Back at the turn of the century, I took a gig as part of the Living Greyhawk triad for the Texas/Oklahoma region (the notorious Bandit Kingdoms). I learned a LOT about adventure writing during those two years. But the most important lesson I learned was this: when you finish your draft, sit in an watch a different GM run your adventure for a new group. This will reveal every unintentional red herring, weak spot, and broken element of your adventure. It really is by far the best bang for your buck in the editing process. You’ll be amazed at how much of your adventure is in your head and not on the page.
I remember sitting down and watching a new group tackle my first published adventure, The Bleeding Moon, which I’m still proud to say enjoys some notoriety in old Living Greyhawk circles (with its baby mimic and hasted-spider climbed-stone skinned zombies!). I probably came away with 4-5 pages of handwritten notes after that session, including what happens if a player wants to learn necromancy from the villain at the end. It was a humbling and eye-opening experience, and the final product was infinitely better for it.
Of course, its easy to find playtesters when you are writing for a big organization like the RPGA. Flash forward 17 years to last year when I was putting the finishing touches on Bloody Misadventures: Dramatic Battles on the High Seas, a sea battles supplement for 7th Sea I published through the Explorer’s Society. The playtest of the first draft with my group was an abysmal failure, with the whole thing falling apart inside of the first action. The second playtest went better, but revealed a flaw in my thinking as the players were all to eager to pool Raises to unleash monstrous amounts of hits on enemy ships. Meanwhile, I was seeding drafts with a handful of folks, trusting them to play out scenarios with their groups. Each time I’d get little snippets of feedback, bringing the project closer and closer to completion.
In the time it took to write Bloody Misadventures, I finished three other products for the Explorer’s Society! That’s how much fiddling I took with it. An idea would hit me and into the book it would go, sometimes only to be ripped out and shredded days later. In the end, I took Nancy Pelosi’s advice: I had to release it to find out what was in it. So the project that started in April of 2017 was released from its cage in the lab in November! Initial Sales were good and have remained consistent.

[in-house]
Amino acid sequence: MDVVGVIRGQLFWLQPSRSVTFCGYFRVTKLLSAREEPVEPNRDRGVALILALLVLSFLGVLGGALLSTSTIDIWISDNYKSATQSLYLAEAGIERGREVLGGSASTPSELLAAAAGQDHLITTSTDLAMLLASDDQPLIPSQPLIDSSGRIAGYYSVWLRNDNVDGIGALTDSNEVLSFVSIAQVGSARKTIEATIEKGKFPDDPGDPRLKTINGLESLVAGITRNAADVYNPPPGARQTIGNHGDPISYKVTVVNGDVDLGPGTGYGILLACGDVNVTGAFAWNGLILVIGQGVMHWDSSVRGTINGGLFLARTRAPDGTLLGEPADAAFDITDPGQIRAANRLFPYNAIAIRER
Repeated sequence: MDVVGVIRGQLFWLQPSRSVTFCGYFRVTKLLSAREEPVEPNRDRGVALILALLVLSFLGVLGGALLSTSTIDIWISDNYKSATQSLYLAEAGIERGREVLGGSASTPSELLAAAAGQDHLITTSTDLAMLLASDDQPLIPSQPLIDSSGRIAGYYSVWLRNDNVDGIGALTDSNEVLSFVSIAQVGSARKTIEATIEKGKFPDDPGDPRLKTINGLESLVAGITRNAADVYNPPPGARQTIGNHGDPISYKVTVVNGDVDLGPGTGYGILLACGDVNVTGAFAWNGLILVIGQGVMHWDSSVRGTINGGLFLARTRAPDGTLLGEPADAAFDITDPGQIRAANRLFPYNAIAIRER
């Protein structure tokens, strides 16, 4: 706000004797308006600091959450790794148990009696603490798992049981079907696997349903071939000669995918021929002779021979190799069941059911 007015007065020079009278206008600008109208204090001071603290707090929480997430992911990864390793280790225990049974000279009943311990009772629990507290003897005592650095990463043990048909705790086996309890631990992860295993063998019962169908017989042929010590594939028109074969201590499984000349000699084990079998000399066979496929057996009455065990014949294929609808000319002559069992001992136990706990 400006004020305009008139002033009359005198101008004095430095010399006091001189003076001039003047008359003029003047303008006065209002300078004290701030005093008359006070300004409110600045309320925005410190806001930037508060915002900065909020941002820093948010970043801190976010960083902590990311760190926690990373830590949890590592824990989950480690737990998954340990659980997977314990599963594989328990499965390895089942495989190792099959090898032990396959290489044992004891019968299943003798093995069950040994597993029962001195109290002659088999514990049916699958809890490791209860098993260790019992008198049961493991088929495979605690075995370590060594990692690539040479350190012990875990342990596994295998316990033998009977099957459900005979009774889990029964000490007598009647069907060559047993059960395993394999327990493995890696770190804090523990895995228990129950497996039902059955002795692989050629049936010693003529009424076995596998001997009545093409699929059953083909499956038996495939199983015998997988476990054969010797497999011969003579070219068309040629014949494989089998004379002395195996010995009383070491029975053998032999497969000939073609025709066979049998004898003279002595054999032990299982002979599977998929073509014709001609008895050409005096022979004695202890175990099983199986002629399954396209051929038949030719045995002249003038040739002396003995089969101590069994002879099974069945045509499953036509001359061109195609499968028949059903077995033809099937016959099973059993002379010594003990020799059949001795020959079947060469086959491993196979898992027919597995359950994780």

So last month, Tabletop Radio Hour did a review of Bloody Misadventures on one of their shows. The Cast were positively intrigued and promised to feature a sea battle soon on their Actual Play podcast. About two weeks later they delivered. I was heading home on a road trip through the Texas Hill Country when the episode dropped and I listened. Boy, did I listen!
I listened to every pause. Every rules reference. Every indecision. Every shrug. Every misstep.
Yeah see, its amazing what you find out when you listen to someone else run something you wrote. You’ll be amazed what’s in your head and not on the page.
Oh don’t get me wrong. It wasn’t bad. Most of it played out really well! Everyone seemed to have a good time (I’ve no doubt they’ll reveal all in a follow up review). But there was way to much head scratching for my tastes.
So when I got back to the home office, I wasted no time doing additional edits to clarify the text where it needed it. Because I didn’t want to waste this opportunity. Because Bloody Misadventures was a lot of work to write and deserves to be the best set of rules for what it does that it can be. Because I don’t want play to suffer for my contributions. Because, as a 7th Sea GM, I still want to know what Cross the T! does in play, and hope other seekers to find the answer in something I wrote.
But the moral here remains: before you turn your baby loose, before you add that “-final” tag to the file name, before you send that master file on to Lulu or Drivethru or your publisher, hand over the keys to someone else to take it for a drive around the block while you ride in the backseat. You won’t regret it!